attacks in the near future. Omer, she said, is a moderating voice, urging Palestinian youth not to court hatred but seek peace with Israel."

Omer is still in the hospital, according to Janet McMahon, managing editor of the Washington Report on Middle East Affairs, for which Omer writes. "He may go home, or have an operation. He's still in a lot of pain, and it's hard for him to swallow, or to breathe deeply. He's being fed intravenously."

I cannot reconcile the disparity in our experiences. How can we reconcile something that is irreconcilable in the absence of all justice?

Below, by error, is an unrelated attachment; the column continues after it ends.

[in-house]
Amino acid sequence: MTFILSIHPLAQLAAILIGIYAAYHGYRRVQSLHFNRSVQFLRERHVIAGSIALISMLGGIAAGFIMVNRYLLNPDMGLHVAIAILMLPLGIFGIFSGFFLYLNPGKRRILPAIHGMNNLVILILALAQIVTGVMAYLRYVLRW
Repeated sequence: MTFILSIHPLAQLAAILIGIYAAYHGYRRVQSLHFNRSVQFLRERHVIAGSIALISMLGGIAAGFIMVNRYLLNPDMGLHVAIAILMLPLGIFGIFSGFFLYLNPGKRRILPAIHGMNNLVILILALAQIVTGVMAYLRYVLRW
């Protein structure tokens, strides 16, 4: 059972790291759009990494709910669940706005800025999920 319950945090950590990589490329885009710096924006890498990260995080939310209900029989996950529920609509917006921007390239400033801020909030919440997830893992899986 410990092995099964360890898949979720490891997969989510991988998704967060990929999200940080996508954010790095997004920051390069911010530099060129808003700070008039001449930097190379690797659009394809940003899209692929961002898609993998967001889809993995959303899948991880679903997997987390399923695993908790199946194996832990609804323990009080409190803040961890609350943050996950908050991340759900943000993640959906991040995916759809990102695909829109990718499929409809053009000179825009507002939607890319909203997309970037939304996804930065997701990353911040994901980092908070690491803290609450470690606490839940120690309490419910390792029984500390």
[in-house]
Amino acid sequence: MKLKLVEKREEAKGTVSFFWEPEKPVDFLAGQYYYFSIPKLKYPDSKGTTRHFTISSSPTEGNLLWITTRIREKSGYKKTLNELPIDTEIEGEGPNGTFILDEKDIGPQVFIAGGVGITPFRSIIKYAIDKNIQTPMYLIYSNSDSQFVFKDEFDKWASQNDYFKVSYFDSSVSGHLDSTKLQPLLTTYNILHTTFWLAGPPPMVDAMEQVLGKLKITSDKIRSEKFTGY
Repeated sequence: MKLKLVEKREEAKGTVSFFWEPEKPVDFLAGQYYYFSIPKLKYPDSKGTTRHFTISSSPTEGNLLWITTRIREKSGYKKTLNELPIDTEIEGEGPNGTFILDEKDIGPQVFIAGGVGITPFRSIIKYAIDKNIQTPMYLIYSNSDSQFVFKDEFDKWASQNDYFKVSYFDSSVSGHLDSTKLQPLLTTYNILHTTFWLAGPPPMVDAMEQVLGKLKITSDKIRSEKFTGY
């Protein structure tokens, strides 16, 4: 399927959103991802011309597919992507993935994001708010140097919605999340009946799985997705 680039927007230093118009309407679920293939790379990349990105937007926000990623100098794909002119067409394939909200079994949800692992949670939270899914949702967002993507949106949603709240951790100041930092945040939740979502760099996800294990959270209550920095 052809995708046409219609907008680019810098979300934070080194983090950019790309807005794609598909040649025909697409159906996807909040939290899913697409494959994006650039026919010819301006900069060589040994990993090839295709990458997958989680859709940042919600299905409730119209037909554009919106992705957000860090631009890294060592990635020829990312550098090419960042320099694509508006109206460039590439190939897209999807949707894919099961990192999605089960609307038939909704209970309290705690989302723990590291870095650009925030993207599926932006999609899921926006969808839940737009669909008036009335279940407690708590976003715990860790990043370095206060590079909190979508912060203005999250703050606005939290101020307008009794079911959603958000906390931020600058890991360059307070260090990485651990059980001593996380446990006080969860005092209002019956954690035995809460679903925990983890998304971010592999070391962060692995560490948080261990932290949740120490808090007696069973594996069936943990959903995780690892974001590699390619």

Dahr Jamail wrote Beyond the Green Zone: Dispatches from an Unembedded Journalist in Occupied Iraq (Haymarket Books, Chicago, 2007), after spending eight months in Iraq as an independent journalist. He also covered the 2006 war in Lebanon. A shorter version of this article was published in French in Le Monde Diplomatique on July 3, 2008.

Related Media:

Life in the Strip A Rare Inside Look at Gaza

For a Few Precious Hours, Gazans Try to Live a Normal Life